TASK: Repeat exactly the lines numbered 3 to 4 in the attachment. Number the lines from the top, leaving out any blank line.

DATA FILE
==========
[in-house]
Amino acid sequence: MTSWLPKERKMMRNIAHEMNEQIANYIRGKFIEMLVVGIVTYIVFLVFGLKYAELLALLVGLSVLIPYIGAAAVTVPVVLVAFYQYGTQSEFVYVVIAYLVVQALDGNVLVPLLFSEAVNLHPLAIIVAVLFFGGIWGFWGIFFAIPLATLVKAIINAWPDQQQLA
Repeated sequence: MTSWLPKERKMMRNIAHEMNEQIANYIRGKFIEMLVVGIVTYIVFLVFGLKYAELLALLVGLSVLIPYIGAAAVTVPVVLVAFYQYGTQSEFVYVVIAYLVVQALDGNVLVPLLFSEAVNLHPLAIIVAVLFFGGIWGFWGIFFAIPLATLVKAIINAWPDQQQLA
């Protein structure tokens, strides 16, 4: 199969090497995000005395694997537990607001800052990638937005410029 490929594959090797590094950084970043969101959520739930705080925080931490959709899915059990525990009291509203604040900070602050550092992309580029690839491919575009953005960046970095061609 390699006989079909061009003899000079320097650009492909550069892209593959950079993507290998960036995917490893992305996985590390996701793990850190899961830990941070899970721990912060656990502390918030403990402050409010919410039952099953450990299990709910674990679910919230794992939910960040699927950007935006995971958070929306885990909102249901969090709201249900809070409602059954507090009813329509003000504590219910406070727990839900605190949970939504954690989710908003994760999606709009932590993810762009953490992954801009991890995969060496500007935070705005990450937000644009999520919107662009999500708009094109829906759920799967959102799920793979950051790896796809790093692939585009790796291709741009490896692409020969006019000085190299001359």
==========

Repeated sequence: MTSWLPKERKMMRNIAHEMNEQIANYIRGKFIEMLVVGIVTYIVFLVFGLKYAELLALLVGLSVLIPYIGAAAVTVPVVLVAFYQYGTQSEFVYVVIAYLVVQALDGNVLVPLLFSEAVNLHPLAIIVAVLFFGGIWGFWGIFFAIPLATLVKAIINAWPDQQQLA
């Protein structure tokens, strides 16, 4: 199969090497995000005395694997537990607001800052990638937005410029 490929594959090797590094950084970043969101959520739930705080925080931490959709899915059990525990009291509203604040900070602050550092992309580029690839491919575009953005960046970095061609 390699006989079909061009003899000079320097650009492909550069892209593959950079993507290998960036995917490893992305996985590390996701793990850190899961830990941070899970721990912060656990502390918030403990402050409010919410039952099953450990299990709910674990679910919230794992939910960040699927950007935006995971958070929306885990909102249901969090709201249900809070409602059954507090009813329509003000504590219910406070727990839900605190949970939504954690989710908003994760999606709009932590993810762009953490992954801009991890995969060496500007935070705005990450937000644009999520919107662009999500708009094109829906759920799967959102799920793979950051790896796809790093692939585009790796291709741009490896692409020969006019000085190299001359």